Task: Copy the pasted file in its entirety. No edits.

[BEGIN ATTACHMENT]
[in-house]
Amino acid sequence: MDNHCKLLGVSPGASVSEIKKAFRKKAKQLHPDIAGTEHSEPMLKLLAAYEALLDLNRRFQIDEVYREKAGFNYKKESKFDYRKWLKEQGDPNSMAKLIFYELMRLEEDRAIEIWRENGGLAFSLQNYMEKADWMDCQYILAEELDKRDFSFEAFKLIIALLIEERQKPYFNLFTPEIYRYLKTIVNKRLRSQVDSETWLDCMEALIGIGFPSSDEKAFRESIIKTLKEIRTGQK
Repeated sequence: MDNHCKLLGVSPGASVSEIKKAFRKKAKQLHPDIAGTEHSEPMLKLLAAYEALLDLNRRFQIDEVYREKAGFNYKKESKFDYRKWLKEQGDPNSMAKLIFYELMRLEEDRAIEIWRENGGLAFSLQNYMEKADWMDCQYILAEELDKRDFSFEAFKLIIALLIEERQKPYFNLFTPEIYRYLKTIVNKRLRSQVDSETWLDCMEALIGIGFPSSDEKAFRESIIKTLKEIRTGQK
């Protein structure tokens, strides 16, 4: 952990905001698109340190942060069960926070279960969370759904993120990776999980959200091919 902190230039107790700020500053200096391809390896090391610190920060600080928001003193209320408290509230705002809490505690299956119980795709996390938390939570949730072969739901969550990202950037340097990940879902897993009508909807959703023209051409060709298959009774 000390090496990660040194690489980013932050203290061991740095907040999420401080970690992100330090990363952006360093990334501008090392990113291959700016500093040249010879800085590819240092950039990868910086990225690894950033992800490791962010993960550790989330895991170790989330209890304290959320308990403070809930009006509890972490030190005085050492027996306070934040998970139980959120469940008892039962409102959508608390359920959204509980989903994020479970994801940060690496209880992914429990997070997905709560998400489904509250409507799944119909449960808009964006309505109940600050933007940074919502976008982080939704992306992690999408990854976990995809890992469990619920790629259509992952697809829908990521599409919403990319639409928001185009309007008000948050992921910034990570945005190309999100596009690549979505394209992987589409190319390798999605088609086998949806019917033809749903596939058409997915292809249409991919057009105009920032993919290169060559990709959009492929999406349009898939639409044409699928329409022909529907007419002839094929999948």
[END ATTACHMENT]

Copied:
[in-house]
Amino acid sequence: MDNHCKLLGVSPGASVSEIKKAFRKKAKQLHPDIAGTEHSEPMLKLLAAYEALLDLNRRFQIDEVYREKAGFNYKKESKFDYRKWLKEQGDPNSMAKLIFYELMRLEEDRAIEIWRENGGLAFSLQNYMEKADWMDCQYILAEELDKRDFSFEAFKLIIALLIEERQKPYFNLFTPEIYRYLKTIVNKRLRSQVDSETWLDCMEALIGIGFPSSDEKAFRESIIKTLKEIRTGQK
Repeated sequence: MDNHCKLLGVSPGASVSEIKKAFRKKAKQLHPDIAGTEHSEPMLKLLAAYEALLDLNRRFQIDEVYREKAGFNYKKESKFDYRKWLKEQGDPNSMAKLIFYELMRLEEDRAIEIWRENGGLAFSLQNYMEKADWMDCQYILAEELDKRDFSFEAFKLIIALLIEERQKPYFNLFTPEIYRYLKTIVNKRLRSQVDSETWLDCMEALIGIGFPSSDEKAFRESIIKTLKEIRTGQK
């Protein structure tokens, strides 16, 4: 952990905001698109340190942060069960926070279960969370759904993120990776999980959200091919 902190230039107790700020500053200096391809390896090391610190920060600080928001003193209320408290509230705002809490505690299956119980795709996390938390939570949730072969739901969550990202950037340097990940879902897993009508909807959703023209051409060709298959009774 000390090496990660040194690489980013932050203290061991740095907040999420401080970690992100330090990363952006360093990334501008090392990113291959700016500093040249010879800085590819240092950039990868910086990225690894950033992800490791962010993960550790989330895991170790989330209890304290959320308990403070809930009006509890972490030190005085050492027996306070934040998970139980959120469940008892039962409102959508608390359920959204509980989903994020479970994801940060690496209880992914429990997070997905709560998400489904509250409507799944119909449960808009964006309505109940600050933007940074919502976008982080939704992306992690999408990854976990995809890992469990619920790629259509992952697809829908990521599409919403990319639409928001185009309007008000948050992921910034990570945005190309999100596009690549979505394209992987589409190319390798999605088609086998949806019917033809749903596939058409997915292809249409991919057009105009920032993919290169060559990709959009492929999406349009898939639409044409699928329409022909529907007419002839094929999948």